Background: Public attitudes and expectations contribute to inappropriate antibiotic prescribing and antibiotic resistance. This study assessed knowledge, attitudes, and experiences regarding antibiotic use for respiratory infection or illness.
Methods: Random-digit-dialing telephone surveys of adults and parents of children <5 years old were conducted in Wisconsin and Minnesota during 1999.
Results: The survey was completed by 405 adults and 275 parents of children <5 years old. The median age was 32 years for parents and 50 years for adults. Seven percent of parents and 17% of adults believed that antibiotics are never or almost never necessary for bronchitis. More than 70% in each group believed that antibiotics are needed for green or yellow nasal drainage, and nearly half of respondents believed that they knew whether an antibiotic was needed before seeing a physician. Exposure to multiple information sources on antibiotic resistance in the past 6 months was independently associated with a knowledge score greater than or equal to the median for nine questions.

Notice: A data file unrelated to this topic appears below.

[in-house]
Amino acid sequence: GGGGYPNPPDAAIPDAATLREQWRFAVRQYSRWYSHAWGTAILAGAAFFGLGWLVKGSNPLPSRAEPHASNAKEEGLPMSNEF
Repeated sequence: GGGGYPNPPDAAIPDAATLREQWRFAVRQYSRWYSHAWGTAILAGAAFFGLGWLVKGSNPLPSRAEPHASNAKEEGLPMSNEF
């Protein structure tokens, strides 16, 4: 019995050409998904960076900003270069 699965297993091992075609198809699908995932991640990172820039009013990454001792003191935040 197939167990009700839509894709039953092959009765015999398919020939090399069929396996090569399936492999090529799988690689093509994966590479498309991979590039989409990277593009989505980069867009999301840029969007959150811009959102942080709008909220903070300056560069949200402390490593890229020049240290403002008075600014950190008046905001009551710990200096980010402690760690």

Conclusions: The general public has misconceptions regarding indications for antibiotic use, and this may contribute to inappropriate prescribing. Providing multiple and varied antibiotic-related informational messages may increase knowledge of appropriate antibiotic prescribing and decrease patient demand for antibiotics.
(C)2002 American Health Foundation and Elsevier Science (USA).